ATandT, Deutsche Telekom Deal Boosts European Stocks

Telecom stocks, led by Deutsche Telekom in the wake of AT&T's $39 billion purchase, boosted the European market today.

AT&T's $39 billion dollar deal to acquire T-Mobile USA, the American arm of German company Deutsche Telekom, has boosted European stocks and pushed Deutsche Telekom shares 16 percent higher.

The acquisition-in addition to boding well for the communications business and the European market-was a good indicator for the U.S. economy as well, said Colin McLean, managing director at fund group SVM Asset Management. "The major deal for Deutsche Telekom is also good for Vodafone as it shows the U.S. is positive on the cell phone industry," he told Reuters.

The two companies announced on Sunday the cash-and-stock transaction currently valued at approximately $39 billion. Deutsche Telekom is also to receive one seat on AT&T's Board of Directors. The acquisition will increase AT&T's infrastructure investment in the U.S. by more than $8 billion over seven years, as the company builds out its 4G LTE (Long-Term Evolution) network.

AT&T will pay $25 billion in cash for T-Mobile USA, in addition to $14 billion in AT&T shares. Under the terms of the agreement, AT&T has the right to increase the portion of the purchase price paid in cash by up to $4.2 billion with a corresponding reduction in the stock component. Deutsche Telekom said it plans to reduce its debt by approximately on third, to 13 billion euros. Approximately 5 billion euros are to be used for share buybacks after closing and required resolutions in accordance with the legal requirements.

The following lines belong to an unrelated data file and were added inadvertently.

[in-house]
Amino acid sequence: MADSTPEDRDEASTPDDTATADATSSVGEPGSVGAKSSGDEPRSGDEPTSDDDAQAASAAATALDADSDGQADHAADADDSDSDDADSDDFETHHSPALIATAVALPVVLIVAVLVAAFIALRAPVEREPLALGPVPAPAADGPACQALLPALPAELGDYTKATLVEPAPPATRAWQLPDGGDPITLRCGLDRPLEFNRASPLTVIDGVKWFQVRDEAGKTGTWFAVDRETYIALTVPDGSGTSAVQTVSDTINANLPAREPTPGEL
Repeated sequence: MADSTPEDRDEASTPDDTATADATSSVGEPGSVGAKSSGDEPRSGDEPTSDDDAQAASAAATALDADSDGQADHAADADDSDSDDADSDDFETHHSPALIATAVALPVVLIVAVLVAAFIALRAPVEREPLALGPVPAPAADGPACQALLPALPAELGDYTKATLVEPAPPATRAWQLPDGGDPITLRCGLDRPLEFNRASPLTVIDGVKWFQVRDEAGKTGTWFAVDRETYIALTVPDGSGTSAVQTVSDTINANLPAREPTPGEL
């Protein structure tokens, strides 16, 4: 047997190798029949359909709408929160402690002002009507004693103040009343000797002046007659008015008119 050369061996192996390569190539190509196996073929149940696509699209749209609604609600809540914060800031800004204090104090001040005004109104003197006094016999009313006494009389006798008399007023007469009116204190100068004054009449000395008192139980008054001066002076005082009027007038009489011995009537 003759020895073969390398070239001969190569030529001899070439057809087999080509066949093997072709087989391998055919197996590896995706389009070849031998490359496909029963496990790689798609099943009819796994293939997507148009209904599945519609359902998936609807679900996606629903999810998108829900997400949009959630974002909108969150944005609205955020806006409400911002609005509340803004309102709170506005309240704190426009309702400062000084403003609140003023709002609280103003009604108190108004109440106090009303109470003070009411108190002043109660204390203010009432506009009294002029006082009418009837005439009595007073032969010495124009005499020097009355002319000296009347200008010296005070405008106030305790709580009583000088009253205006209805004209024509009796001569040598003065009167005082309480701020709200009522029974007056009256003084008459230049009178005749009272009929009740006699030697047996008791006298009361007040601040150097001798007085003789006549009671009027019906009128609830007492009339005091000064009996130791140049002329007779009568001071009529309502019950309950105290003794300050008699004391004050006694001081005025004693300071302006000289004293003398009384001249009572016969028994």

"As the biggest single share holder of AT&T, we will also significantly benefit from their strong dividend. With the excellent result of this transaction, we will be able to continue to develop our company," said Deutsche Telekom CFO Timotheus H??éttges. "At the same time, we will be able to reduce our debt and initiate one of the biggest share-buyback programs in both Germany as well as in the European telecommunication industry."

How the deal would affect AT&T's small-business customers was not immediately clear. U.S. small businesses (with less than 100 employees) spent more than $50 billion in 2009 on telecommunications services and equipment, according to industry research firm AMI-Partners. The company has begun offering more services aimed at the midmarket space, such as Backup and Go, which allows users to access their backed-up PC data from their iPhone, and upload and collaborate on files. AT&T also offers Webinars and conducts surveys on the mobile habits of small and midsize businesses.

Small-business owners are increasingly turning to mobile devices, applications and networks to help run their companies, a recent survey from AT&T found. Nearly three-fourths (72 percent) of respondents indicated they use mobile applications in their business, with roughly 38 percent reporting they could not survive-or it would be a major challenge to survive-without mobile applications.